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Combating antimicrobial resistance: Ecological and public health implications

Antimicrobial resistance is a cross-border problem at the global level, affecting both developed and developing nations. However, the mandate for enforcing international measure is limited. Increasing numbers of bacteria species are developing resistance to the antibiotic. This means that some infections are difficult, sometimes even impossible to treat. Thus, treatment and operation that are now common may entail a significant additional health risk in the future. Despite the fact that the problem is largely invisible; antibiotics resistance represents a global threat to public health. Antibiotic-resistant bacteria do not respect international borders. Therefore international cooperation is a priority when dealing with antibiotic resistance. A great deal remains to be done in order to manage this threat to the world economy, including in the Africa regions. The approach to antibiotic resistance that is proposed in this project will address all domain where human health is threatened by antibiotic-resistance bacteria such as healthcare, animals, food, water and environment. This is referred to as the integrated approach based on a public health perspective as the One Health approach. Specific measures will be taken in each domain. Particular attention is required for innovation and international activities. This project will produce vital but currently missing knowledge about the mechanisms by which ecological and socio-economic factors impact the fate of antibiotic resistance traits.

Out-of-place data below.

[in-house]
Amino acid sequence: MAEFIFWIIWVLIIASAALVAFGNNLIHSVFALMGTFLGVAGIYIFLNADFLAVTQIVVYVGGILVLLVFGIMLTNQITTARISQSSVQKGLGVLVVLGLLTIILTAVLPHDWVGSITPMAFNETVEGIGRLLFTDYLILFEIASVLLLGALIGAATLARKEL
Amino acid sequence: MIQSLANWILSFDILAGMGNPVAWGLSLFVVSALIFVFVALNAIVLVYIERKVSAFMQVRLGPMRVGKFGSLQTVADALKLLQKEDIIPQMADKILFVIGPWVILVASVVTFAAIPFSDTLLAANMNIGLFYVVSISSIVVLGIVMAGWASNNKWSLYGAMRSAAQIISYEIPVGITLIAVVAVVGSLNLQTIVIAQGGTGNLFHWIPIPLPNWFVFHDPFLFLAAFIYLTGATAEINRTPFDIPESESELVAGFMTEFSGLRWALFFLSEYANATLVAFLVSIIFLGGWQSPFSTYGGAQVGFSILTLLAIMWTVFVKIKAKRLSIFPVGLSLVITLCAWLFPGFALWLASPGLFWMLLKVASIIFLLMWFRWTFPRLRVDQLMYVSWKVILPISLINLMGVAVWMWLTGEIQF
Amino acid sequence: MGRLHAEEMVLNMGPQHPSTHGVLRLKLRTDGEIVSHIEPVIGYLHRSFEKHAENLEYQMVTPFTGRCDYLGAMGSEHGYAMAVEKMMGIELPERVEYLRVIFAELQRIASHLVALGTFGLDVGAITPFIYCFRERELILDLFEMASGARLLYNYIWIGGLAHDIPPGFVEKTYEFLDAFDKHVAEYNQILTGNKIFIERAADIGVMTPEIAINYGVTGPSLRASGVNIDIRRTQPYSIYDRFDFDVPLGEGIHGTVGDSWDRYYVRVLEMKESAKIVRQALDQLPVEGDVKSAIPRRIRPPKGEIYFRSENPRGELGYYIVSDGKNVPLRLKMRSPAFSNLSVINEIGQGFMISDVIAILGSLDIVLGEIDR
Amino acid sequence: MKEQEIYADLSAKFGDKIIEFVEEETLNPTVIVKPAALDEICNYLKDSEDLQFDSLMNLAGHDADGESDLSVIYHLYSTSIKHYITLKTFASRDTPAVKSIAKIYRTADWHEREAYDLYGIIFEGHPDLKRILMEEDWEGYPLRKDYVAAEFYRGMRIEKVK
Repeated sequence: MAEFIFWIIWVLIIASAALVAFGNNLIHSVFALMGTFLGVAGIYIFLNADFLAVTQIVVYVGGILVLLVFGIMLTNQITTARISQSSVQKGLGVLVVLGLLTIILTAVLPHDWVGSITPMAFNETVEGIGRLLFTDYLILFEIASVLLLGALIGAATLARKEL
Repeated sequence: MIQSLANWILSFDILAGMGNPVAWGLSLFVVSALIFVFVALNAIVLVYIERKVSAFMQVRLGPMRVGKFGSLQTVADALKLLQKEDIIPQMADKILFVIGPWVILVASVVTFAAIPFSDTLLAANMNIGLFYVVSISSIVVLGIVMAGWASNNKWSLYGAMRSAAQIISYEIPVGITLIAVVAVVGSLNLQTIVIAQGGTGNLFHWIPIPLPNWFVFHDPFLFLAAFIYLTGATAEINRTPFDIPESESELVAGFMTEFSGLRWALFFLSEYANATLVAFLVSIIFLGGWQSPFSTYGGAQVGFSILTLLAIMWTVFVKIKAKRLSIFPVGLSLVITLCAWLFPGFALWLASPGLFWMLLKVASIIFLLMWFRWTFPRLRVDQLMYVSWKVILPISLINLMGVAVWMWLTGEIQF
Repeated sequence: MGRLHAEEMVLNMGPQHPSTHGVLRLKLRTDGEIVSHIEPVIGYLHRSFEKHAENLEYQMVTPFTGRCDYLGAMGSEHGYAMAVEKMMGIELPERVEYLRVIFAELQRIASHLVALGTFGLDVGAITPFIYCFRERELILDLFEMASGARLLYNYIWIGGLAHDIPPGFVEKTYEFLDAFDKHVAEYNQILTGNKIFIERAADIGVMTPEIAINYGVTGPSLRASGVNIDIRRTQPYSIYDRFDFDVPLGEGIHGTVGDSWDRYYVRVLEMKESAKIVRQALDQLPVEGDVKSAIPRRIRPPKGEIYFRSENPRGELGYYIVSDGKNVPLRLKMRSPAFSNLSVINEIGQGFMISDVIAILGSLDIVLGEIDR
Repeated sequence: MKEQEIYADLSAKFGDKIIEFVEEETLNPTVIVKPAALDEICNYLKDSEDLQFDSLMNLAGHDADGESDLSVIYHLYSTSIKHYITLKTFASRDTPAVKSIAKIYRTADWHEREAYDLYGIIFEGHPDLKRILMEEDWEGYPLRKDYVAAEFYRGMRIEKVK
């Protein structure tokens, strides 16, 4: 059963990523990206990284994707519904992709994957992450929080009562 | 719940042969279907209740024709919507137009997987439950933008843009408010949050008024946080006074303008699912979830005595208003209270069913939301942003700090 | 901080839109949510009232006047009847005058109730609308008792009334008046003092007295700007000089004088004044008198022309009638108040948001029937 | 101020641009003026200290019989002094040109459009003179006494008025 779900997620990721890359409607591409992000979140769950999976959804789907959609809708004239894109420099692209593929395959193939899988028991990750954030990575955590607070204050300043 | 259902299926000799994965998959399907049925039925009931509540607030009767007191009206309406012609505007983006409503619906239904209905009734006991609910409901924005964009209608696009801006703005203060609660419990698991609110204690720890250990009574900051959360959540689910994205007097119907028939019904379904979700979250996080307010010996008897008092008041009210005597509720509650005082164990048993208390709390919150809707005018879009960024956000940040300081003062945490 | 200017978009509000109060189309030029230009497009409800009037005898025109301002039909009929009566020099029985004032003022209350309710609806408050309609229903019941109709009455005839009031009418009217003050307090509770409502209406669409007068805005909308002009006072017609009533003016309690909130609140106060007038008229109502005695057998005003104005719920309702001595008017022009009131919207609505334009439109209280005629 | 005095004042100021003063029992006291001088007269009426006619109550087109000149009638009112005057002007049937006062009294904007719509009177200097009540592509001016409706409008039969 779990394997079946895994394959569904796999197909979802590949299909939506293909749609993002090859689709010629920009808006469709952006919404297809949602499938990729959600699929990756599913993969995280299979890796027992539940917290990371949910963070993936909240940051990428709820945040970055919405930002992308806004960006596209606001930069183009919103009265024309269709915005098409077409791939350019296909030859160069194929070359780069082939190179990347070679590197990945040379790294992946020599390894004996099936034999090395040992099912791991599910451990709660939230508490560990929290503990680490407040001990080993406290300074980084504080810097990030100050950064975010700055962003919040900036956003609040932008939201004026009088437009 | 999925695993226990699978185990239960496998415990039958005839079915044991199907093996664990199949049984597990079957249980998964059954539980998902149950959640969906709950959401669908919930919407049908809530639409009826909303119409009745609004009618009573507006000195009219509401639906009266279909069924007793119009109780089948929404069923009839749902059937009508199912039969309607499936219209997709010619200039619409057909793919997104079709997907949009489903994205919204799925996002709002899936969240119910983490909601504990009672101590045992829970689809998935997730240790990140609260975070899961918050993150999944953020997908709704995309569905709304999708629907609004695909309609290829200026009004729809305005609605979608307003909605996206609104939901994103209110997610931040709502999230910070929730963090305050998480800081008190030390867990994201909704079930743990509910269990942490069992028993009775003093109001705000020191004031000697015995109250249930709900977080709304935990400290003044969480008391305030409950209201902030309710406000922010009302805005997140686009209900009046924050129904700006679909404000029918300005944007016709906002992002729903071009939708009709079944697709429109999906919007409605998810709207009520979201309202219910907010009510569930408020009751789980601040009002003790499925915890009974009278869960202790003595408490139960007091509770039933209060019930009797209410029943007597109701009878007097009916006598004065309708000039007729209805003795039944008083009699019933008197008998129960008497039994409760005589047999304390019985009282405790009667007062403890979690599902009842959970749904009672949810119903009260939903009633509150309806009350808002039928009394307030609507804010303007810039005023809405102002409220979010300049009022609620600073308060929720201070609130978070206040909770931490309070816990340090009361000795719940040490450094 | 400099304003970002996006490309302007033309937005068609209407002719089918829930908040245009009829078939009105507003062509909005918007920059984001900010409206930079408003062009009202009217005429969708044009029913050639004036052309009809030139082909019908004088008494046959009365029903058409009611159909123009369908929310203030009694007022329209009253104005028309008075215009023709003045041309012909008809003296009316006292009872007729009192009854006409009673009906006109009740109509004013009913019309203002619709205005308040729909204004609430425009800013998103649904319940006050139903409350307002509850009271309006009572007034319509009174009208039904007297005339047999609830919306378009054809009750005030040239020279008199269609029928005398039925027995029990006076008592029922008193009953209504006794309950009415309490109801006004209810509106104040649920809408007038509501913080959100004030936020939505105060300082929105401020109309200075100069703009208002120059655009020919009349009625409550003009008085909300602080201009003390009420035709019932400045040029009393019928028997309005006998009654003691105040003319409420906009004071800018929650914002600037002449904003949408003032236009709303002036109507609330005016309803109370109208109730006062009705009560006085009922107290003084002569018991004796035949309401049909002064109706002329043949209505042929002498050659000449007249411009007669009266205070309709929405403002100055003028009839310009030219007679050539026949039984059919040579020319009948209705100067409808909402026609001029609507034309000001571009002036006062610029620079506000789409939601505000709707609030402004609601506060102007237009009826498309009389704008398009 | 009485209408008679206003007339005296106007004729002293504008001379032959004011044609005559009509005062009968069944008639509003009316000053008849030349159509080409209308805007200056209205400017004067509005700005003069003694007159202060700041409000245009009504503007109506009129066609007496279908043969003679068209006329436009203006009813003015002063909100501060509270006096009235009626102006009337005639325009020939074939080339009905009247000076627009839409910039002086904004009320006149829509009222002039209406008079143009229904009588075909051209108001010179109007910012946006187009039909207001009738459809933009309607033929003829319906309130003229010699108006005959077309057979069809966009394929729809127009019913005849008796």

Fellows involved in this project

Iso Lomso visiting scholar

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Is any information on this page incorrect or outdated? Please notify Ms. Nel-Mari Loock at [email protected].